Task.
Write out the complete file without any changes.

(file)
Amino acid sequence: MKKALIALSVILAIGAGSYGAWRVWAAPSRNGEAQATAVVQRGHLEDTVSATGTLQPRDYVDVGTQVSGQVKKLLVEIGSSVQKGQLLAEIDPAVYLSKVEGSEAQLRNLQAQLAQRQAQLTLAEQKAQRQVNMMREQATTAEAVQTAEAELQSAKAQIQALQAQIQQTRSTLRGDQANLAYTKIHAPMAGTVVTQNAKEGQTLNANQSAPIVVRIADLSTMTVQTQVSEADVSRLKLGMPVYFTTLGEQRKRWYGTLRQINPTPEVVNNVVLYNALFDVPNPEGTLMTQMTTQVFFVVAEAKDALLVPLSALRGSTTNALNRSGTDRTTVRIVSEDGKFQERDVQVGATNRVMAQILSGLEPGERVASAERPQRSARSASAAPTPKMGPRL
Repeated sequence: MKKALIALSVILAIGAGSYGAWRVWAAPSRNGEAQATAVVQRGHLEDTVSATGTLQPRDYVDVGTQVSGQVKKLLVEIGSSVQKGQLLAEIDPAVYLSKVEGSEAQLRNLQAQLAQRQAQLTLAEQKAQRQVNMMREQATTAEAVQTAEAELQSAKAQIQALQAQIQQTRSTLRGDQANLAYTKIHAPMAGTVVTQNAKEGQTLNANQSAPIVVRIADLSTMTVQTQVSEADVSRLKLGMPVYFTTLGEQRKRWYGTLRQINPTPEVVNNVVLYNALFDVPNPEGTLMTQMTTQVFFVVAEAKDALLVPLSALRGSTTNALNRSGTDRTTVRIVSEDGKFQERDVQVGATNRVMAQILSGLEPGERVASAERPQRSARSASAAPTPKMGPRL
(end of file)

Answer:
Amino acid sequence: MKKALIALSVILAIGAGSYGAWRVWAAPSRNGEAQATAVVQRGHLEDTVSATGTLQPRDYVDVGTQVSGQVKKLLVEIGSSVQKGQLLAEIDPAVYLSKVEGSEAQLRNLQAQLAQRQAQLTLAEQKAQRQVNMMREQATTAEAVQTAEAELQSAKAQIQALQAQIQQTRSTLRGDQANLAYTKIHAPMAGTVVTQNAKEGQTLNANQSAPIVVRIADLSTMTVQTQVSEADVSRLKLGMPVYFTTLGEQRKRWYGTLRQINPTPEVVNNVVLYNALFDVPNPEGTLMTQMTTQVFFVVAEAKDALLVPLSALRGSTTNALNRSGTDRTTVRIVSEDGKFQERDVQVGATNRVMAQILSGLEPGERVASAERPQRSARSASAAPTPKMGPRL
Repeated sequence: MKKALIALSVILAIGAGSYGAWRVWAAPSRNGEAQATAVVQRGHLEDTVSATGTLQPRDYVDVGTQVSGQVKKLLVEIGSSVQKGQLLAEIDPAVYLSKVEGSEAQLRNLQAQLAQRQAQLTLAEQKAQRQVNMMREQATTAEAVQTAEAELQSAKAQIQALQAQIQQTRSTLRGDQANLAYTKIHAPMAGTVVTQNAKEGQTLNANQSAPIVVRIADLSTMTVQTQVSEADVSRLKLGMPVYFTTLGEQRKRWYGTLRQINPTPEVVNNVVLYNALFDVPNPEGTLMTQMTTQVFFVVAEAKDALLVPLSALRGSTTNALNRSGTDRTTVRIVSEDGKFQERDVQVGATNRVMAQILSGLEPGERVASAERPQRSARSASAAPTPKMGPRL